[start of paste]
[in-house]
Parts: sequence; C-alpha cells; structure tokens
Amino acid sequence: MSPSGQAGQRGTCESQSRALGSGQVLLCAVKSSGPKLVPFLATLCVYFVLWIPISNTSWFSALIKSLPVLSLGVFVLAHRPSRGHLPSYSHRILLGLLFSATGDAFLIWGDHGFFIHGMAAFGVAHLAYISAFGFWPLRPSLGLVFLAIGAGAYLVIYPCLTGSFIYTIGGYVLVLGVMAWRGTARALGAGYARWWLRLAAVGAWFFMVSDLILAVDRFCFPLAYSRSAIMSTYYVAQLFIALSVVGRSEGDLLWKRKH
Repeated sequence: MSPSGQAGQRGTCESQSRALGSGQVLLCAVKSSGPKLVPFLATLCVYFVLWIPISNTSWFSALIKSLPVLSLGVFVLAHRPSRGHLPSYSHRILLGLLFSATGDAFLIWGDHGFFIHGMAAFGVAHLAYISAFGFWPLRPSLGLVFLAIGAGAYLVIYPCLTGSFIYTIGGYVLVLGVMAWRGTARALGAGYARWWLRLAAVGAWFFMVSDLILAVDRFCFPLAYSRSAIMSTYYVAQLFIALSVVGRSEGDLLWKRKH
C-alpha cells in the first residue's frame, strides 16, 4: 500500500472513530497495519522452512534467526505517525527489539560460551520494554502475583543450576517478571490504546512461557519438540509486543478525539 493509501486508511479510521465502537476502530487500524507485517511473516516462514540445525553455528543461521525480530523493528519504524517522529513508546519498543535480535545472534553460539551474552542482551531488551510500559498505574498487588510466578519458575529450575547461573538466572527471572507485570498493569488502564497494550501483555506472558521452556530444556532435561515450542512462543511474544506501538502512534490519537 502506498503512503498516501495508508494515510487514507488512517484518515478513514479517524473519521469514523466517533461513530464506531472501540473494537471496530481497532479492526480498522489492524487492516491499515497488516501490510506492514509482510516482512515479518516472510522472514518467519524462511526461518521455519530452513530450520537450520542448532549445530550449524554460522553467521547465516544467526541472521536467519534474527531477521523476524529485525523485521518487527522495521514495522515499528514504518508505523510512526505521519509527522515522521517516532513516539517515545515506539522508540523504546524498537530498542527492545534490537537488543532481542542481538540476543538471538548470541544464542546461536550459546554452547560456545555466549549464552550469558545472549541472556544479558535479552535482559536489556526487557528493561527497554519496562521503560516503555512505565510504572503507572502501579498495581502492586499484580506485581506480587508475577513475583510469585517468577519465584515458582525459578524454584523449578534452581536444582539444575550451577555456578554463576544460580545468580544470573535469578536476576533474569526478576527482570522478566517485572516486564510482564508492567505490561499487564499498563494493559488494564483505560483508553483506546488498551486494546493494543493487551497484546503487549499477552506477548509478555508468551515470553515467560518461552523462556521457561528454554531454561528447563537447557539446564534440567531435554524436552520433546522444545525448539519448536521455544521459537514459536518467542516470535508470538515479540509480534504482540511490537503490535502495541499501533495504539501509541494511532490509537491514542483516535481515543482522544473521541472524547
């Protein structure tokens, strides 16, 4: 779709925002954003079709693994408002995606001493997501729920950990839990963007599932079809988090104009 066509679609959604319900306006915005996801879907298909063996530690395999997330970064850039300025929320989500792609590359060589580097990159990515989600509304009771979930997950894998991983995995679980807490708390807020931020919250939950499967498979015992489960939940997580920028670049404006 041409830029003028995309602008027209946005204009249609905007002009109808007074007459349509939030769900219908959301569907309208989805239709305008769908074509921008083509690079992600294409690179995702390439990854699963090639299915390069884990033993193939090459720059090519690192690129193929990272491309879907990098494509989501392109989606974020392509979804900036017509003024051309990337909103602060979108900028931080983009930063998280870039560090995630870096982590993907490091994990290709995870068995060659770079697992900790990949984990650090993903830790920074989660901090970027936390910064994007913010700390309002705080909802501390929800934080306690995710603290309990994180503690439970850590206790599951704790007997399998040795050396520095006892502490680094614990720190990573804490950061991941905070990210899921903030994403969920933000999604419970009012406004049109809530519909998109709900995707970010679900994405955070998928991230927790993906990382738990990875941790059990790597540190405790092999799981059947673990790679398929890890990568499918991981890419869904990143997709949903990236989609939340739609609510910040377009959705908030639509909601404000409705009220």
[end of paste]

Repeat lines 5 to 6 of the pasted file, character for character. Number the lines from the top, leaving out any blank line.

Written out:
C-alpha cells in the first residue's frame, strides 16, 4: 500500500472513530497495519522452512534467526505517525527489539560460551520494554502475583543450576517478571490504546512461557519438540509486543478525539 493509501486508511479510521465502537476502530487500524507485517511473516516462514540445525553455528543461521525480530523493528519504524517522529513508546519498543535480535545472534553460539551474552542482551531488551510500559498505574498487588510466578519458575529450575547461573538466572527471572507485570498493569488502564497494550501483555506472558521452556530444556532435561515450542512462543511474544506501538502512534490519537 502506498503512503498516501495508508494515510487514507488512517484518515478513514479517524473519521469514523466517533461513530464506531472501540473494537471496530481497532479492526480498522489492524487492516491499515497488516501490510506492514509482510516482512515479518516472510522472514518467519524462511526461518521455519530452513530450520537450520542448532549445530550449524554460522553467521547465516544467526541472521536467519534474527531477521523476524529485525523485521518487527522495521514495522515499528514504518508505523510512526505521519509527522515522521517516532513516539517515545515506539522508540523504546524498537530498542527492545534490537537488543532481542542481538540476543538471538548470541544464542546461536550459546554452547560456545555466549549464552550469558545472549541472556544479558535479552535482559536489556526487557528493561527497554519496562521503560516503555512505565510504572503507572502501579498495581502492586499484580506485581506480587508475577513475583510469585517468577519465584515458582525459578524454584523449578534452581536444582539444575550451577555456578554463576544460580545468580544470573535469578536476576533474569526478576527482570522478566517485572516486564510482564508492567505490561499487564499498563494493559488494564483505560483508553483506546488498551486494546493494543493487551497484546503487549499477552506477548509478555508468551515470553515467560518461552523462556521457561528454554531454561528447563537447557539446564534440567531435554524436552520433546522444545525448539519448536521455544521459537514459536518467542516470535508470538515479540509480534504482540511490537503490535502495541499501533495504539501509541494511532490509537491514542483516535481515543482522544473521541472524547
């Protein structure tokens, strides 16, 4: 779709925002954003079709693994408002995606001493997501729920950990839990963007599932079809988090104009 066509679609959604319900306006915005996801879907298909063996530690395999997330970064850039300025929320989500792609590359060589580097990159990515989600509304009771979930997950894998991983995995679980807490708390807020931020919250939950499967498979015992489960939940997580920028670049404006 041409830029003028995309602008027209946005204009249609905007002009109808007074007459349509939030769900219908959301569907309208989805239709305008769908074509921008083509690079992600294409690179995702390439990854699963090639299915390069884990033993193939090459720059090519690192690129193929990272491309879907990098494509989501392109989606974020392509979804900036017509003024051309990337909103602060979108900028931080983009930063998280870039560090995630870096982590993907490091994990290709995870068995060659770079697992900790990949984990650090993903830790920074989660901090970027936390910064994007913010700390309002705080909802501390929800934080306690995710603290309990994180503690439970850590206790599951704790007997399998040795050396520095006892502490680094614990720190990573804490950061991941905070990210899921903030994403969920933000999604419970009012406004049109809530519909998109709900995707970010679900994405955070998928991230927790993906990382738990990875941790059990790597540190405790092999799981059947673990790679398929890890990568499918991981890419869904990143997709949903990236989609939340739609609510910040377009959705908030639509909601404000409705009220």